Mr Brightwell : I will have a go again and Roland can jump in. I think there are a few issues around that. One is the issue around the intellectual property of the code and whether it can be made open source. In fact, the code we are talking about it owned by the AEC. They will not make it open source substantively because they are making money out of it. In fact, I think that is an issue that needs to be cleaned up. I cannot see any reason dedicated election code which is for counting of votes should not be open source and available for that part of the process. You are right in saying a lot of the other systems—if you look at my last submission I had a nice diagram at the end that showed the collage of systems that the average election authority uses. There is an enormous amount of code and software in there which a lot of proprietary vendors are providing, but they are not handling votes; they are handling results. They are used for communication and they are used for publication. No-one particularly wants to inspect that code. It is not mission critical to the election process. There are certain core bits of code for proportional representation counting that should be made available to the public. There are certain bits of code within the actual internals of the electronic voting systems that probably should be made available, but it has to be done with a whole information piece around where they sit.

Dr Wen : I think we do need to re-evaluate our approach to procuring these systems and what role vendors have—whether we are just buying their products or if they are just providing services instead and the electoral commission has ownership of the software and is able to publish it if it decides to.

Mr Brightwell : Can I just have a go on that as well? In New South Wales, when we set up iVote one of the things that we considered was that we had to use vendors because we just did not have the confidence of skill internally and never would have. However, what we did was use multiple vendors. None of those vendors had access to or control of the votes; that was always the commissioner and myself. So at the end of the day you can set up these systems so that vendors are involved but they are involved in only doing the piece you say they do. For instance, Scytl managed the core voting system. They only managed one system out of three or four that were critical to the running of iVote, and they had no access to or control of any of the votes or of the management of that process. They only got in to do things when we let them in, and we managed and monitored what they did. It is a tricky process. Just managing the passwords so that you are achieving the outcome you want in transparency and control is in itself a tricky process.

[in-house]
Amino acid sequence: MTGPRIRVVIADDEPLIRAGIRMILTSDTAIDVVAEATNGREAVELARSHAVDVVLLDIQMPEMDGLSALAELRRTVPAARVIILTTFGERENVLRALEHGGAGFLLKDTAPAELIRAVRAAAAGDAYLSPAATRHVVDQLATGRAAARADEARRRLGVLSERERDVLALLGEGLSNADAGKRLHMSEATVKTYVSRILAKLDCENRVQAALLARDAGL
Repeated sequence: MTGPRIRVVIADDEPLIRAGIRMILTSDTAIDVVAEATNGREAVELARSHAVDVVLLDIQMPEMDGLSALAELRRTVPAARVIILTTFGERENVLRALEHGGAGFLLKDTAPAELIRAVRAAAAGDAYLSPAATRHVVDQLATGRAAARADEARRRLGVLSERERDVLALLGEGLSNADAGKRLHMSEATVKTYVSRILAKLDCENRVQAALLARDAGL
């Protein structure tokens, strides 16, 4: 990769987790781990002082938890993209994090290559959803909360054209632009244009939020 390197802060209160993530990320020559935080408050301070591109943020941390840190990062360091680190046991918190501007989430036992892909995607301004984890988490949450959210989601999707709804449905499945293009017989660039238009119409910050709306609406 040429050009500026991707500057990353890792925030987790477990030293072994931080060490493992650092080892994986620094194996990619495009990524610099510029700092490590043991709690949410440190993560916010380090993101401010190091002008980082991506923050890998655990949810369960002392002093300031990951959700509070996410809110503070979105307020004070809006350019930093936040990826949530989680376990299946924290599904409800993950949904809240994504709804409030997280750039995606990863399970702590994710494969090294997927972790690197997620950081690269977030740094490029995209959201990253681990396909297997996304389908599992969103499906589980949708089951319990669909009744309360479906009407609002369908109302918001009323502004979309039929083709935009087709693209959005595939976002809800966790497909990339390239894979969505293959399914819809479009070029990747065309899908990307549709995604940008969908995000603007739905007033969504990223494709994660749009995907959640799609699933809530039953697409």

Senator IAN MACDONALD: Thanks very much for your joint submission, and also for your latter submission, Mr Brightwell. I must say, for what it is worth, I agree with your recommendations—those that I fully understand, that is, which is not all of them. But that is on me, not you. The possible double voting issue concerns me. As you rightly say, in Herbert 48 were so serious to the AEC that they referred them to the AFP. I have no idea what that was all about. Would anything you have suggested give us the assurance that there is no possibility of me voting twice using someone else's name?

Mr Brightwell : I think Anthony Green this morning to some extent answered your question. I thought it was spot on. The record in New South Wales, incidentally, at the last state election was 15 votes from the single elector marked off at Port Macquarie. But when you peel back all the errors you only had a limited number of these. Those could be removed by electronic mark off in polling places. But, as you pointed out, that has to go back to the mother ship and those devices have to be connected. Every commission in Australia wants electronic mark off. It is a case of centralising the management of that and getting the economics right. Interestingly, the AEC is the key to that. So I would say that there is no doubt you could get rid of a large slab—certainly, nearly all the errors we were talking about. Anthony was, I think, incorrect in suggesting this morning that 180,000-odd multi-marks would be resulting in dec votes. What would happen is most of those would be sorted out in front of the elector. So only a very small portion of that would come from provisional votes and declaration envelopes.